Alert: About the recent increase in interest rates…

Like most investors, I’ve started paying closer attention to interest rates.

The initial motivation: came this summer via my trusty mortgage ARM — which hovered around 3% for a decade or so — jumped to 4% last year and is being reset to 5% this year.


Now, with the Fed “normalizing” interest rates, i.e. jacking rates up, I’m on full alert.



All of this got me wondering about the impact of rising rates on the Federal budget…


Before answering that question, draw some perspective from the chart above.

Since 1990, the Fed Funds Rate has arguably trended downward with some wide ups & downs.

I say “arguably” because the statistical variability is so high.

Outboarding the past decade of near-zero rates, the “normal” looks like 2.5% to 5%.

Currently, the Effective Fed Funds Rate is approaching the lower level of “normal”.


OK, so back to the question: What’s the impact on the Federal Budget?

The obvious answer: a HUGE hit.

The Feds are already obligated to about $450 billion annually in interest to ‘service the debt’’.

That’s about 10% of the total Federal budget.

Everybody knows that budget deficits are high and growing … so the national debt has grown to over $20 trillion.

With interest rates near zero, the required interest payments were contained.

But, as interest rates move up … and spending continues unabated … it’s simple arithmetic that interest on the debt will skyrocket as the government’s increasing debt matures and needs to be refinanced (at higher interest rates).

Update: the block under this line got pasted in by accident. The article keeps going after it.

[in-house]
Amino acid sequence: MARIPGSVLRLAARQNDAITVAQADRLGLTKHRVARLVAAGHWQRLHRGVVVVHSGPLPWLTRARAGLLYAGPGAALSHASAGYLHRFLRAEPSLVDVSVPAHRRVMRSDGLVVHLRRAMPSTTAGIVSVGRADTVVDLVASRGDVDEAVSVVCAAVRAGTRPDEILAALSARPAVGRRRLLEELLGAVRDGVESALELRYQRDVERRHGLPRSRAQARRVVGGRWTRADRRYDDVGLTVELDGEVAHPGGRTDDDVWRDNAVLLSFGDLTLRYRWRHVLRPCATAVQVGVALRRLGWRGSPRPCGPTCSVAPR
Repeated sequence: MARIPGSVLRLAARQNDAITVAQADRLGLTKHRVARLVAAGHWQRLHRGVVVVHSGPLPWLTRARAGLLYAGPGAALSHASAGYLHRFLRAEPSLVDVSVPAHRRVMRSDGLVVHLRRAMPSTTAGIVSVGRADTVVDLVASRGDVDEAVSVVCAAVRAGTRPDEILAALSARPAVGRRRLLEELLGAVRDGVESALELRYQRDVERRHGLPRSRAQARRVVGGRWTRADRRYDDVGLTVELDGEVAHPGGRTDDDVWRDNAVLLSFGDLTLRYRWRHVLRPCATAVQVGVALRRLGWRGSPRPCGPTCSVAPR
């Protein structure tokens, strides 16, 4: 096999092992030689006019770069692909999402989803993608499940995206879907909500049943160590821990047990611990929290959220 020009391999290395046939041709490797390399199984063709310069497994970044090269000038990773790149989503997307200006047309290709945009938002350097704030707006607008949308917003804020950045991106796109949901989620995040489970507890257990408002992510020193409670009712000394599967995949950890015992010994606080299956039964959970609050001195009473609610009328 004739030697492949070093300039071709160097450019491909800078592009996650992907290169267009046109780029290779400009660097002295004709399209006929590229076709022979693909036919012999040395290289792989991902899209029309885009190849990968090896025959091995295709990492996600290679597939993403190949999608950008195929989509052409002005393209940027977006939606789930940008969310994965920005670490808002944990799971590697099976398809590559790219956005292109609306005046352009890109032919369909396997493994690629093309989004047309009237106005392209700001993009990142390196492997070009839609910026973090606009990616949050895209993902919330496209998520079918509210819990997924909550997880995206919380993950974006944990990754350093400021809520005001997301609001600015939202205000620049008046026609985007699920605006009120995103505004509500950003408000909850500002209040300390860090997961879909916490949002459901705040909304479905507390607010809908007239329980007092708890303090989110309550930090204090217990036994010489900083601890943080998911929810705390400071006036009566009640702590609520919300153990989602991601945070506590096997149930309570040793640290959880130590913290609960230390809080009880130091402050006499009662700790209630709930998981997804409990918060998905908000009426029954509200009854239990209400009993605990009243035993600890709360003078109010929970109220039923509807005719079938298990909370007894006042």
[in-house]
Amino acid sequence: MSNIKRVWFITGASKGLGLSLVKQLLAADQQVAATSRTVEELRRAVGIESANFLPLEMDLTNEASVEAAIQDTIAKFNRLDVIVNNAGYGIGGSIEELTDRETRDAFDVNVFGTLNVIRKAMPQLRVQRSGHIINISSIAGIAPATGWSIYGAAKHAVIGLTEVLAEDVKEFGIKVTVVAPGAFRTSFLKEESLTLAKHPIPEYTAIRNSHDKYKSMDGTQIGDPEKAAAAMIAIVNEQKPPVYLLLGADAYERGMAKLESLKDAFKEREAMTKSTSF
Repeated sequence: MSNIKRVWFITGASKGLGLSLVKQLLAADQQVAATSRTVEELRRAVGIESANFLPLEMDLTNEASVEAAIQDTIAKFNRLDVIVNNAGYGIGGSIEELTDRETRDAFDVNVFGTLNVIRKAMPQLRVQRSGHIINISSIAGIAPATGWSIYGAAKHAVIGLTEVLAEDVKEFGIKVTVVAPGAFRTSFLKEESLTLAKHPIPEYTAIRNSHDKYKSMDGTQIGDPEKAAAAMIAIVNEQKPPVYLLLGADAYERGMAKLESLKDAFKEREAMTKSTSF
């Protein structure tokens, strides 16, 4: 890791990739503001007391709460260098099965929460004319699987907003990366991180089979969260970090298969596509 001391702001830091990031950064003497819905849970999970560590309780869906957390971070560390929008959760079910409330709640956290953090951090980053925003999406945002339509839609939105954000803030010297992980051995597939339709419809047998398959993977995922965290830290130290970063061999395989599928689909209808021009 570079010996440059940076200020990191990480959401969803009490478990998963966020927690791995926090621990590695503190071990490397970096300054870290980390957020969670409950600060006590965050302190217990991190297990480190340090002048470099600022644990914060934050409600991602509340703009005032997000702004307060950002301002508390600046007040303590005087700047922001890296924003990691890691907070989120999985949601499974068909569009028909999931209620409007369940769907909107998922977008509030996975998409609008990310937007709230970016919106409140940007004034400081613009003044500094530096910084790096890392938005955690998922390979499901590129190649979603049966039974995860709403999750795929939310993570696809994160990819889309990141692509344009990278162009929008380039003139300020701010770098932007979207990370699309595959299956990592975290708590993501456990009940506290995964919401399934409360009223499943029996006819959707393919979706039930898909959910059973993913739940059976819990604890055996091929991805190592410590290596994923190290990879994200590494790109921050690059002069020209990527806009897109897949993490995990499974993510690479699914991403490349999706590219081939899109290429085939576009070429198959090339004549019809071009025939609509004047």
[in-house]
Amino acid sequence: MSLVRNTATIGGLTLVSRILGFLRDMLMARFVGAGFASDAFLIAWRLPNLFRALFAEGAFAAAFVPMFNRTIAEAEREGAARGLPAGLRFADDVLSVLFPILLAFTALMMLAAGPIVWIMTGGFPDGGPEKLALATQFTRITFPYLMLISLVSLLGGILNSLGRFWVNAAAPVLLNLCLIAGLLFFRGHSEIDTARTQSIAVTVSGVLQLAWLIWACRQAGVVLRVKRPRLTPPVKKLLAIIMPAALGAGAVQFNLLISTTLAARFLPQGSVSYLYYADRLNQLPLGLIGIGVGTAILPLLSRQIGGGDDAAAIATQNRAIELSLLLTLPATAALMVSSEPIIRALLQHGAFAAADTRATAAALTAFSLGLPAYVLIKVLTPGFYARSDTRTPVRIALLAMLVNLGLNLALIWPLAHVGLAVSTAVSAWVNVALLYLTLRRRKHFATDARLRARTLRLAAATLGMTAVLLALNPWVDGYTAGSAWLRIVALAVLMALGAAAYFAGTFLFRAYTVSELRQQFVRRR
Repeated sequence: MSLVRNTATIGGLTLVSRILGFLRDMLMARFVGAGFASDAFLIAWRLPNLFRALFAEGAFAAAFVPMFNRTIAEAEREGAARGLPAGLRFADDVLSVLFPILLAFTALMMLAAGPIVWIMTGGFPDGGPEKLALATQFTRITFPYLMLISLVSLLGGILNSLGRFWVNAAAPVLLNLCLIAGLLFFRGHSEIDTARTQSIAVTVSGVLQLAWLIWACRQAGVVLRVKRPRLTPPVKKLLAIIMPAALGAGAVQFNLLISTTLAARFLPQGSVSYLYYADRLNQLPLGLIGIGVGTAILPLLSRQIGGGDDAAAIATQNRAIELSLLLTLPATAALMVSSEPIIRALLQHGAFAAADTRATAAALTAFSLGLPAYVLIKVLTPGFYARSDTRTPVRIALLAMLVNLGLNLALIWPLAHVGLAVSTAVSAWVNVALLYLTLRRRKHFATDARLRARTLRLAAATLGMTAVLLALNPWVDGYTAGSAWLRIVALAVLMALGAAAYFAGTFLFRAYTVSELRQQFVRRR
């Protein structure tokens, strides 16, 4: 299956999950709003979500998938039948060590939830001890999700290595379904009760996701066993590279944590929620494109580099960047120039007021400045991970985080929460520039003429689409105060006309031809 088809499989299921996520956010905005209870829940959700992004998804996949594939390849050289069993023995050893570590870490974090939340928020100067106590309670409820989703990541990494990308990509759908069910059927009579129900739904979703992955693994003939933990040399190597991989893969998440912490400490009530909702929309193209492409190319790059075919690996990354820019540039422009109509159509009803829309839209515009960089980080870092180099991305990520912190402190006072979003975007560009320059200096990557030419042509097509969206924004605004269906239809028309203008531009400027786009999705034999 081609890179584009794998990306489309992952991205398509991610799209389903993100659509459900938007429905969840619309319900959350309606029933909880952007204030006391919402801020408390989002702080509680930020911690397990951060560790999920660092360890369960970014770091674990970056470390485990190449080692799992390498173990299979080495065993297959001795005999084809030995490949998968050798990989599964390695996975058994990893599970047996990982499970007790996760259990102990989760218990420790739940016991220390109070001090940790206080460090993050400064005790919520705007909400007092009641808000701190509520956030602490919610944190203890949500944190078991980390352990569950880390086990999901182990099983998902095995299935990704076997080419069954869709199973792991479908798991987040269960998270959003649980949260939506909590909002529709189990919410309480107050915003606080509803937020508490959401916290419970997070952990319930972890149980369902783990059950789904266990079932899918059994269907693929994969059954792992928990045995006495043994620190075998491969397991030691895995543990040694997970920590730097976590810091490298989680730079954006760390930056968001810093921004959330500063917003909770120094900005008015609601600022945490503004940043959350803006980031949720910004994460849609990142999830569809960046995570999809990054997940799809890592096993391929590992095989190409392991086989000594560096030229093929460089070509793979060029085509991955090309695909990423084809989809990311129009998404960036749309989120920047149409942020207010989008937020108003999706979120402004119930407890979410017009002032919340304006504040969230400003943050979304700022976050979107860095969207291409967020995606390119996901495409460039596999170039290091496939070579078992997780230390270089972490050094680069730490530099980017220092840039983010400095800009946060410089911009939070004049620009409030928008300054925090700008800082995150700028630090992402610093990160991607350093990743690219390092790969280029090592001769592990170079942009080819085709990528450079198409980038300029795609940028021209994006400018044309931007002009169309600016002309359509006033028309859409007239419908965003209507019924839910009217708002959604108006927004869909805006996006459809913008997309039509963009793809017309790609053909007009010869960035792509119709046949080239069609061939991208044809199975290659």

Analytical note from Prof. Gary Blemaster — my finance go-to-guy

Under Obama the government ran the average debt maturity down to about three years. 

We missed a fabulous opportunity to sell 30 and 40 year bonds at very low rates. 

Post-Obama, the average maturity has inched back up to the 5-year range, but we are still extremely vulnerable to the interest rate rise driven by the Fed increases. 

The debt rolls over relatively quickly and we have to borrow and reborrow (at higher rates).

Considering the current debt level and average maturity, debt service (i.e. interest paid on the debt) is on track to surpass a half trillion dollars this year or nest year.


The implication: a big budget squeeze on other spending … think social programs and defense … or higher taxes (ouch) … or, induced inflation to devalue the debt.

Why isn’t there more chatter about the impact of these rising rates on the Federal budget?


Follow on Twitter @KenHoma

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One Response to “Alert: About the recent increase in interest rates…”

  1. Jim Muzzall Says:

    You might enjoy Big Debt Crises by Ray Dalio. He is pretty concern about interest rates and the ability to recover once we get into correction terriroty. The book is more macro focused on fiscal and monetary policy of major recessions, but the principles still apply. Good holiday reading.

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